Friday, March 23, 2012


Like other abused kids, T has developed formidable powers of resistance. It sometimes feels as if he is leading a sit-in right in the middle of our lives, though he doesn't really have a cause to protest. He's just protesting for sake of protest.

I truly believe that the origin of his resistance is a lifelong sensation of deep helplessness. Understanding where it comes from doesn't make it much easier to live with though, particularly when it is combined with a tendency toward episodes of self-destructive behavior and substance abuse.

A child with this level of resistance will make you want to tear your hair out sometimes. His behavior has, at various times, driven teachers to the brink of insanity, brought seasoned counselors to tears, and alienated friends and family. He acts as if he believes that everyone in his life is trying to FORCE him to do something, and his survival depends on completely resisting the will and wishes of others.

If you know a little about his childhood, that makes complete sense, in its own way. Adults did force him to do things, and did things to him, and constantly disrupted his life. His early life sounds to me like being strapped into a high speed rollercoaster you can't get off; it just kept going, at stomach-churning speed, plunging over steep drops and careening around disorienting turns and flipping upside down. When I think of it, I feel my own body tense up as if to say "stop!", so it's not too surprising he developed a mental habit of extreme resistance.

Today, as a young adult, that trauma translates into refusing to get out of bed, sometimes for the whole day; refusing to develop interests or activities; deliberately circumventing chores, favors and obligations, and not showing up when or where you are supposed to be if you want to make a point or feel overwhelmed. His tactics of passive resistance are extremely highly developed, and his resilience is very weak. Unfortunately, his opposition is totally indiscriminate; sometimes it seems that he resists nearly everyone and everything.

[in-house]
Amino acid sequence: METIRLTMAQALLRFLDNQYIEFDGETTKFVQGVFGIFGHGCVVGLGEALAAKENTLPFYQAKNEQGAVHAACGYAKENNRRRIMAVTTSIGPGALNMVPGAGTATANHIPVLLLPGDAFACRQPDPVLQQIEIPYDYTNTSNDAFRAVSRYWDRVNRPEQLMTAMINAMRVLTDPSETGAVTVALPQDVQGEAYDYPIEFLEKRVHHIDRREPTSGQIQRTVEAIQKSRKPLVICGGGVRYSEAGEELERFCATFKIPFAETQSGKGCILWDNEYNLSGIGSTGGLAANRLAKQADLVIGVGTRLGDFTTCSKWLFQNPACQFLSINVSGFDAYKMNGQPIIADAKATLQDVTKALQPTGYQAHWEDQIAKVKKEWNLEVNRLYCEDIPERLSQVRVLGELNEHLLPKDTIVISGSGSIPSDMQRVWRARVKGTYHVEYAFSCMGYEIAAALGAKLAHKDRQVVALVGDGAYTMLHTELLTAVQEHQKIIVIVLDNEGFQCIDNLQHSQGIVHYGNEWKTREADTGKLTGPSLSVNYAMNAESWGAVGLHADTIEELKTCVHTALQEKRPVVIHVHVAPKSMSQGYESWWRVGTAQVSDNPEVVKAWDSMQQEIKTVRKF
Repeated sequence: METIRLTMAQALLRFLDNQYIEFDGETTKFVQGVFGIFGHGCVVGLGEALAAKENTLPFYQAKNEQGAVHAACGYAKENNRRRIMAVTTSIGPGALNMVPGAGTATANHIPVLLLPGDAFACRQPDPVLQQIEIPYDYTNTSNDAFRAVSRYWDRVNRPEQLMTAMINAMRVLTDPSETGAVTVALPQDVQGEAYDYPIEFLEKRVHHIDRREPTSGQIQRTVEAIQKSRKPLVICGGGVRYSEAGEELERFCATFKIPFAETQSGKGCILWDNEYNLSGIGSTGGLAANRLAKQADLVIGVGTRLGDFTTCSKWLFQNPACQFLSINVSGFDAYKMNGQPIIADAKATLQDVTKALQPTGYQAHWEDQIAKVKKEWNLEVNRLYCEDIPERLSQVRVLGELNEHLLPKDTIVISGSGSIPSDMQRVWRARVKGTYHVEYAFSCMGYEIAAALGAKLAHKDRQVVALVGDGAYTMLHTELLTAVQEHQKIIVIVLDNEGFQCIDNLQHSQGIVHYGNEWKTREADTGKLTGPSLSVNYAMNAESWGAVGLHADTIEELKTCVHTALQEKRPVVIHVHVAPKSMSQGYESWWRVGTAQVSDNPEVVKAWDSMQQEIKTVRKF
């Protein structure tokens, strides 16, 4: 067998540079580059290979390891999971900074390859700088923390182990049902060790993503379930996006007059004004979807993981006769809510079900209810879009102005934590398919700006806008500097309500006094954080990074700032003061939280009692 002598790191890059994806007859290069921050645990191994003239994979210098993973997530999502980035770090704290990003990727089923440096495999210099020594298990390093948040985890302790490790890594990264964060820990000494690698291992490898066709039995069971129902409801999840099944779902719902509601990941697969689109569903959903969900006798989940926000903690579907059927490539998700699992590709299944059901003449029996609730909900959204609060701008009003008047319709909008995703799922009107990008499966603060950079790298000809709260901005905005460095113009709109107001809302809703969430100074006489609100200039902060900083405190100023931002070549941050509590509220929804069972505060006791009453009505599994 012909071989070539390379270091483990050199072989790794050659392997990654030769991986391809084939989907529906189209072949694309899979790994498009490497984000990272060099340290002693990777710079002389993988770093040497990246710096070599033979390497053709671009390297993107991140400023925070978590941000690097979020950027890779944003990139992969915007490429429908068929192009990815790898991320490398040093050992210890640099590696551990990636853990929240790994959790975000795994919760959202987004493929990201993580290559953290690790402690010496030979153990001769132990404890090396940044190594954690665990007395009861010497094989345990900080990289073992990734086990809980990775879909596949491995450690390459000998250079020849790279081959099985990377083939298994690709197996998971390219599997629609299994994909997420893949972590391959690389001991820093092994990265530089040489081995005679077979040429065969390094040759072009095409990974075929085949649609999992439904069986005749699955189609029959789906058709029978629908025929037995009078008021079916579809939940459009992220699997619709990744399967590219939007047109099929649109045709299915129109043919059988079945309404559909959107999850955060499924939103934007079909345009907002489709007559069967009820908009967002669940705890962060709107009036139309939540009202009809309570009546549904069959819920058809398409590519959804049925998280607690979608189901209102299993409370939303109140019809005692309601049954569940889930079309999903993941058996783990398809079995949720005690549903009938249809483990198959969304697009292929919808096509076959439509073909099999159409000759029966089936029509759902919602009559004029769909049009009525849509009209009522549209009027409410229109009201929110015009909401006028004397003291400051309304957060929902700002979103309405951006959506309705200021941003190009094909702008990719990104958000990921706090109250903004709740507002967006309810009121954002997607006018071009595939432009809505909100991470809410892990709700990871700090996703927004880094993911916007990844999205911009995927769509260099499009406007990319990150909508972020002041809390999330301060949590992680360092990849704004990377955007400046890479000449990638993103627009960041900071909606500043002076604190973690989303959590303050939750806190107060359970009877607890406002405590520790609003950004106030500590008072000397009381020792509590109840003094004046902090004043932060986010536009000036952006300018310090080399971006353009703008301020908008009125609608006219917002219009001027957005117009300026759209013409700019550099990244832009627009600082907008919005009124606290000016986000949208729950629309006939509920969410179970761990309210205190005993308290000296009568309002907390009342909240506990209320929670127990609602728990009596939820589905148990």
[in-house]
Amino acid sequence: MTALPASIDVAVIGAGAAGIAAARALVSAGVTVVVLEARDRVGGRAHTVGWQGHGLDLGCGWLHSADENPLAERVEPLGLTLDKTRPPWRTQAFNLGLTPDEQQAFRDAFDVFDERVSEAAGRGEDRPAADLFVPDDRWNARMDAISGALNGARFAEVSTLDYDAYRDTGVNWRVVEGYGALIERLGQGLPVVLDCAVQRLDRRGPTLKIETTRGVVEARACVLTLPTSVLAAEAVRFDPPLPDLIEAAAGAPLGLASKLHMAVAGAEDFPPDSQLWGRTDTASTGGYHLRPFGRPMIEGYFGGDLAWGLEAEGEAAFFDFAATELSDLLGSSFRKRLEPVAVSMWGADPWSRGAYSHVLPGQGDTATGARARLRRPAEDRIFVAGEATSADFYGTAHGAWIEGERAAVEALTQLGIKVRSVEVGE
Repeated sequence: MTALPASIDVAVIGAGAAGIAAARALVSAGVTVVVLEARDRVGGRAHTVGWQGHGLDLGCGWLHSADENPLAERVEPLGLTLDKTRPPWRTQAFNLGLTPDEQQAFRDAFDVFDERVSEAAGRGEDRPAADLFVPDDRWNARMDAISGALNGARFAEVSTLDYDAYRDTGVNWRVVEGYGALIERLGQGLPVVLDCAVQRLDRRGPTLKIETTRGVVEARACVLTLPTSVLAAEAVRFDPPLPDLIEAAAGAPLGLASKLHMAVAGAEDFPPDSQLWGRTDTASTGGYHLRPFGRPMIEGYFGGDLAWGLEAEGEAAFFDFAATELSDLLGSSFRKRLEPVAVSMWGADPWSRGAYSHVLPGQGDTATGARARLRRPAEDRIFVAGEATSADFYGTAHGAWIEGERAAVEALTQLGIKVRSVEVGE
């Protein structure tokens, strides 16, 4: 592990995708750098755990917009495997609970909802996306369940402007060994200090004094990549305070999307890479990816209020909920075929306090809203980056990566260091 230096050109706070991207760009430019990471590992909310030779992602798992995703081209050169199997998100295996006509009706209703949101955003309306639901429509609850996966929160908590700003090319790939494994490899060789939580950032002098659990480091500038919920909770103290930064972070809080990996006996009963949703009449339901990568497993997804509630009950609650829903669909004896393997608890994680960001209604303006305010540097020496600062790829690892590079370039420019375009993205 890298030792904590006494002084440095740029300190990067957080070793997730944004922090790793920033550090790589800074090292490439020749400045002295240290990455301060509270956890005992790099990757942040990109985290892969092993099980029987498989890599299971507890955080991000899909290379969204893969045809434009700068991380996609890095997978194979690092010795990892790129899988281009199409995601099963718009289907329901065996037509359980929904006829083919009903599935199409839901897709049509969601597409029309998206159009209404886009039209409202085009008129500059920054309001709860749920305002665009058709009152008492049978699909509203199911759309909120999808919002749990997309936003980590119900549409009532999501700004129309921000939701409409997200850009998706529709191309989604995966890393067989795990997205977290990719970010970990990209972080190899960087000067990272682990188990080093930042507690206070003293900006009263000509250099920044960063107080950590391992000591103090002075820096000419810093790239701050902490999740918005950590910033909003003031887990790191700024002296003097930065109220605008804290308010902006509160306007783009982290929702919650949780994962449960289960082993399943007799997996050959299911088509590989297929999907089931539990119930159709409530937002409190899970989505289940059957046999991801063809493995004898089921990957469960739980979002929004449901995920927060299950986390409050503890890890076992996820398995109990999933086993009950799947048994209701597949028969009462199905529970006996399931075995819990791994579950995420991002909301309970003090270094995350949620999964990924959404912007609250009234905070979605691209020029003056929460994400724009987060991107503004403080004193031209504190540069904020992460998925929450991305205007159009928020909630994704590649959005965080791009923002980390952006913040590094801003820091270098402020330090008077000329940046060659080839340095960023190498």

Usually at least one of us is frayed and worn from the needless power struggles, but we do have some techniques that work (sometimes):

- "I" statements. "You need to be here at 3 pm to go to treatment" creates counter-will. "I will be here at 3 pm and I'd like you to be ready to come with me" actually does work better. Not always, but more often.

- Unflinching acceptance of natural consequences. It is HARD to stand by and watch what happens if your near-adult kid refuses to do mandatory community service, for example, or get himself to his job when he's scheduled to work. But we have learned that no amount of coaching, cajoling, nagging, or offering additional incentives really makes a difference. Despite our very best efforts to help him, he is going to self-sabotage, and there are lessons he will only learn the hard (hardest) way. It is unfair to rob him of the opportunity to learn those lessons. I'd rather than he learn them while he is under my roof, before his rent money is on the line, too. So we provide guidance and choices, and then sometimes we just have to stand back and wince as he learns the consequences of his mistaken reasoning.

- Disengagement. T's behavior sometimes reflects a huge dilemma: a yawning need for attention, on the one hand, and a formidable suppressed rage on the other. The result of that is a confused attempt to meet his needs by doing things that are deliberately annoying, provocative, or downright confrontational. The only productive way to respond is to disengage. It sends the message: "I am separate from you and I have my own reality and my own feelings that you cannot control." This strategy works REALLY well to counter his resistance, because it removes the validation that comes from provoking and frustrating someone.

If that all sounds really Zen, please let me be the first to admit, it doesn't always work, and I burn out plenty often. The pointless protesting wears thin. Compassion can get you far, but some days, there's still a gap. On the upside, working with him has made me keenly aware of the fluctuations in my own will and counter-will. I notice it at work, where we are all asking one another constantly, some variation on "Can you do what I want?" and "Can I do what you want?". I hope T can grow to a baseline that allows him to participate in that normal adult kind of negotation.

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